Reconstructive Surgery

Modern Breast Reconstruction Surgery

For some patients, a vital part of the cancer survivors’ journey is which reconstruction is best for them. Plastic surgeon Mat Griffiths provides an overview of the different options available and why they may, or may not be suitable for you.

General Considerations

Before undertaking breast reconstruction surgery, we must first consider the patient’s overall health which can be affected by many factors including: age, medical conditions, level of fitness, smoking and medications:

Some 70 year olds are far fitter than people 20 years younger who may be much less active.

Medical Conditions:
Poorly controlled diabetes, high blood pressure, heart or lung conditions may mean that a complex reconstruction, requiring a long anaesthetic, may not be safe.

Giving up is hard to do, but the vast majority of patients with a new cancer diagnosis have an extra inventive to stop. This will help with the risk of deep vein thrombosis (DVT) and clots on the lung (pulmonary embolus) but also reduces the risk of wound breakdown and problems with the microsurgery required for complex breast reconstruction .

Steroids affect the skin and slow down wound healing while some of the immunosuppressants used for rheumatoid arthritis/transplants increase the risk of infection. Aspirin, clopidogrel and warfarin make you bleed more in surgery. Chemotherapy agents such as Herceptin can have major side effects on the heart and its ability to function normally.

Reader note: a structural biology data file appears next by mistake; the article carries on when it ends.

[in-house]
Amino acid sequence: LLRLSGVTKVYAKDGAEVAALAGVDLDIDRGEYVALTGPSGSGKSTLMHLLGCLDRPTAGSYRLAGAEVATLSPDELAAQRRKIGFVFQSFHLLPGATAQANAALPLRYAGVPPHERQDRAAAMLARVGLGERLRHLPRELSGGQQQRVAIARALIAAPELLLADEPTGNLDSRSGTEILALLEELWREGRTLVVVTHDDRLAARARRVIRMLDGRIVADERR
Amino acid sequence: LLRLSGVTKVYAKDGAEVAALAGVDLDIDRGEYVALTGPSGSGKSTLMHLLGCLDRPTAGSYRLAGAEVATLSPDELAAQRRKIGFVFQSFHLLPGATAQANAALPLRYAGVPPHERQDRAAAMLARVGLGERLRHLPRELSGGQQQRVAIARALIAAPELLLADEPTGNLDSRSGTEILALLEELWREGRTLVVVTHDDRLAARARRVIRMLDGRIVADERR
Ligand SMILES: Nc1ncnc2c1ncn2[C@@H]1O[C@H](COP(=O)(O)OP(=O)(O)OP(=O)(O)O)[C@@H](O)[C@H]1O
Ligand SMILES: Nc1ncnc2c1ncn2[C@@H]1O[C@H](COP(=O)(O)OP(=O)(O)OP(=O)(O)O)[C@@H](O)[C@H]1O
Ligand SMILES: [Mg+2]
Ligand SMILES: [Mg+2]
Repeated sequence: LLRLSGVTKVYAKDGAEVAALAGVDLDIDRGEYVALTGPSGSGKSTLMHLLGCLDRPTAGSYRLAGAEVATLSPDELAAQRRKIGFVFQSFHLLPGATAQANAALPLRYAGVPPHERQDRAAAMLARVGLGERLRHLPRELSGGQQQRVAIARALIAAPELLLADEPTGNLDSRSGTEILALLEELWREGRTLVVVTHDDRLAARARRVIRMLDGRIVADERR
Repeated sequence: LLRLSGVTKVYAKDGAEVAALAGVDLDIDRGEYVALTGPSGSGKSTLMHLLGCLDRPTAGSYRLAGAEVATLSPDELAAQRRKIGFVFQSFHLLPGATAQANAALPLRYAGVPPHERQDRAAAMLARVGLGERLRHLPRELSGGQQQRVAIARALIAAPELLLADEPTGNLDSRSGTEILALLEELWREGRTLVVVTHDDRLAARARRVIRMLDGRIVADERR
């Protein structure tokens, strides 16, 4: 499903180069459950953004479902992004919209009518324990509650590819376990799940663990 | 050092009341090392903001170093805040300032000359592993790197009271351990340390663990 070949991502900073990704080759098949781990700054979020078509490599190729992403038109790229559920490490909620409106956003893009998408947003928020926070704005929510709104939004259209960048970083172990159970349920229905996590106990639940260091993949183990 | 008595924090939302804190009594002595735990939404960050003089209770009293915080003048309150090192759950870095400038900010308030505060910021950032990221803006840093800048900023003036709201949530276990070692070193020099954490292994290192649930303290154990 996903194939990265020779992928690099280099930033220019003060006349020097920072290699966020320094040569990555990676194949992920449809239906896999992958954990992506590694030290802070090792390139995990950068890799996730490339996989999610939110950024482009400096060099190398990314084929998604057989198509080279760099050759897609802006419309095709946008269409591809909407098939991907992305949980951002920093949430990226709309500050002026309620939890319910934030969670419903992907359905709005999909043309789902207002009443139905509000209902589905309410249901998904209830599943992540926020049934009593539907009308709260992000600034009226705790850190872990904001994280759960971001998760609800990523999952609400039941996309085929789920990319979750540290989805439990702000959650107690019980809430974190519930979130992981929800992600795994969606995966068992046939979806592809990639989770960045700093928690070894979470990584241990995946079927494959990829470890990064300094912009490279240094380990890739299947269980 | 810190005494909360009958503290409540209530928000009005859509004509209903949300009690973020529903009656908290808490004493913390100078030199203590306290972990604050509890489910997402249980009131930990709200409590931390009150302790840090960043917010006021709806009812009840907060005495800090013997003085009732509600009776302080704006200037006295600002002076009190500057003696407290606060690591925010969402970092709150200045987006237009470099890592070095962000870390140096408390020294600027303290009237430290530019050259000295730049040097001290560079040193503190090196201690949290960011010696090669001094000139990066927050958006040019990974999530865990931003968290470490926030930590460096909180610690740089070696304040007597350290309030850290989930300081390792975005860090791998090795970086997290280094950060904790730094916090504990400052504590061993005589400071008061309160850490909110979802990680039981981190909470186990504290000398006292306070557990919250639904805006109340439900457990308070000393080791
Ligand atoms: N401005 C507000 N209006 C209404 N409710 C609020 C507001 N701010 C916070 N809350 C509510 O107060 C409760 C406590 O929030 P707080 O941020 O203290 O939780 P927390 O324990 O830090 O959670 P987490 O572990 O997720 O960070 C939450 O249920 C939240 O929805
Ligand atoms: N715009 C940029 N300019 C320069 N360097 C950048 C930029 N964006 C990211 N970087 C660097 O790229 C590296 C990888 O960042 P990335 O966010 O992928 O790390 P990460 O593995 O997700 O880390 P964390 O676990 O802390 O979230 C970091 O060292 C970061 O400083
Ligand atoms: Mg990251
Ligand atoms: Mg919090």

Timing of the Initial Breast Reconstruction

For some the concept of being without a breast is too much to consider on top of the cancer diagnosis, in which case an immediate reconstruction may be best and more of the natural breast skin can usually be preserved. However, the patient goes to sleep with a breast but wakes up with a reconstruction which may be quite different to what was there before.

However, sometimes patients are not fit enough to have cancer surgery and reconstruction in one go. Moreover with more advanced cancers, it may be sensible to move on with the cancer removal and additional (adjuvant) medical treatment such as radiotherapy and chemotherapy, before addressing reconstruction when the dust has settled.

Equally for other patients, the reconstructive options are secondary to the initial cancer treatment and they may wish to proceed with mastectomy as soon as possible. This does mean that more of the native breast skin is removed (go flat) in order to get the wound healed and minimise the risk of collections occurring below the breast skin.

Advantages include that it may be easier to get on with subsequent chemo-radiotherapy as there is less down time and the reconstruction can be performed at a subsequent and more convenient time. Also people can optimise their fitness, lose weight and recover from the side effects of chemotherapy.


What happens during surgery?

It helps to know the details of any operation you’re going to have. Watch this short video to find out what happens before, during and after breast surgery…

If you would like to talk to us about reconstructive breast surgery please get in touch.

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Would you like to know more?

If you would like make an appointment or you have any questions about breast reconstruction surgery, please get in touch and we’ll be happy to help.

“Mr Griffiths is an amazing surgeon, he was always available after surgery when I wasn’t feeling my best and very reassuring.”